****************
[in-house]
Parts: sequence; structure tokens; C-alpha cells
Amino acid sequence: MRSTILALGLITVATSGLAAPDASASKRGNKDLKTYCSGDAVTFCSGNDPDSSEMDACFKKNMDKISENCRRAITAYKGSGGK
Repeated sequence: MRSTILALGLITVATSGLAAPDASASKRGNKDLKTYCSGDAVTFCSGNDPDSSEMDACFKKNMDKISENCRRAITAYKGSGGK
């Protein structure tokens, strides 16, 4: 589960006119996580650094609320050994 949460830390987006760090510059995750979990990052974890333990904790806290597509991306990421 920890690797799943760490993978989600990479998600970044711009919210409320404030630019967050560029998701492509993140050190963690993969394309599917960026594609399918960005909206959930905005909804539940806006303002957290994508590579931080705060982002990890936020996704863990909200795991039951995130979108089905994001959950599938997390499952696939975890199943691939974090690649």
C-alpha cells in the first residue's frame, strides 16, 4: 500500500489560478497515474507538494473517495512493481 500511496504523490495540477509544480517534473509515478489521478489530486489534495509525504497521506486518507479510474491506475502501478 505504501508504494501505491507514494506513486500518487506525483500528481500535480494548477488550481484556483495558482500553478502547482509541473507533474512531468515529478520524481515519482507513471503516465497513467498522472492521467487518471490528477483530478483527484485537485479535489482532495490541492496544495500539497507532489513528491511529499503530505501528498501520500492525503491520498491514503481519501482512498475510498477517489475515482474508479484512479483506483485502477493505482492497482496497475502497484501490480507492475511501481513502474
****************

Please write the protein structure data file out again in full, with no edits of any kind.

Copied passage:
[in-house]
Parts: sequence; structure tokens; C-alpha cells
Amino acid sequence: MRSTILALGLITVATSGLAAPDASASKRGNKDLKTYCSGDAVTFCSGNDPDSSEMDACFKKNMDKISENCRRAITAYKGSGGK
Repeated sequence: MRSTILALGLITVATSGLAAPDASASKRGNKDLKTYCSGDAVTFCSGNDPDSSEMDACFKKNMDKISENCRRAITAYKGSGGK
């Protein structure tokens, strides 16, 4: 589960006119996580650094609320050994 949460830390987006760090510059995750979990990052974890333990904790806290597509991306990421 920890690797799943760490993978989600990479998600970044711009919210409320404030630019967050560029998701492509993140050190963690993969394309599917960026594609399918960005909206959930905005909804539940806006303002957290994508590579931080705060982002990890936020996704863990909200795991039951995130979108089905994001959950599938997390499952696939975890199943691939974090690649």
C-alpha cells in the first residue's frame, strides 16, 4: 500500500489560478497515474507538494473517495512493481 500511496504523490495540477509544480517534473509515478489521478489530486489534495509525504497521506486518507479510474491506475502501478 505504501508504494501505491507514494506513486500518487506525483500528481500535480494548477488550481484556483495558482500553478502547482509541473507533474512531468515529478520524481515519482507513471503516465497513467498522472492521467487518471490528477483530478483527484485537485479535489482532495490541492496544495500539497507532489513528491511529499503530505501528498501520500492525503491520498491514503481519501482512498475510498477517489475515482474508479484512479483506483485502477493505482492497482496497475502497484501490480507492475511501481513502474